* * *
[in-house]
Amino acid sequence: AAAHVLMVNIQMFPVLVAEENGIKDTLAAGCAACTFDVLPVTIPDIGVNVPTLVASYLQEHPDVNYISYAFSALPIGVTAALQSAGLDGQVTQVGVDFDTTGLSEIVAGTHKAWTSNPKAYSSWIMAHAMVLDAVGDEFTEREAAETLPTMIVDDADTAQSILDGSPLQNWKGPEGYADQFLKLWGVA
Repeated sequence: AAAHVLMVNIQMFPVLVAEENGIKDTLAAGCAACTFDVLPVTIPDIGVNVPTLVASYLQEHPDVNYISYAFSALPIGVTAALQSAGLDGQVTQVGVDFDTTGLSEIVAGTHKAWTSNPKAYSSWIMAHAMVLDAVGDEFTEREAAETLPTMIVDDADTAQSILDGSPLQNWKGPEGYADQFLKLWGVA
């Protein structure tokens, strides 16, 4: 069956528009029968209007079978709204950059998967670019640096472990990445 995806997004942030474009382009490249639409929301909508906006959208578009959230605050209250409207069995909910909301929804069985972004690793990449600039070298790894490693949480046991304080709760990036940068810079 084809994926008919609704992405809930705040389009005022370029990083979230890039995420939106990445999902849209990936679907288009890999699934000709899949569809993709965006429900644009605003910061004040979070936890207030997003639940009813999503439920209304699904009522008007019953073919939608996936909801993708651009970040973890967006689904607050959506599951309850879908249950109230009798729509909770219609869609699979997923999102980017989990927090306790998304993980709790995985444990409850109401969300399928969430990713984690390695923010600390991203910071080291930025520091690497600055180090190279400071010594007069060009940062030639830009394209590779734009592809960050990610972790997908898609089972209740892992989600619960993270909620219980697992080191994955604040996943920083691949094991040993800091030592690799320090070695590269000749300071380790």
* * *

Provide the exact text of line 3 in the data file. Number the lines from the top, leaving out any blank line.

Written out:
Repeated sequence: AAAHVLMVNIQMFPVLVAEENGIKDTLAAGCAACTFDVLPVTIPDIGVNVPTLVASYLQEHPDVNYISYAFSALPIGVTAALQSAGLDGQVTQVGVDFDTTGLSEIVAGTHKAWTSNPKAYSSWIMAHAMVLDAVGDEFTEREAAETLPTMIVDDADTAQSILDGSPLQNWKGPEGYADQFLKLWGVA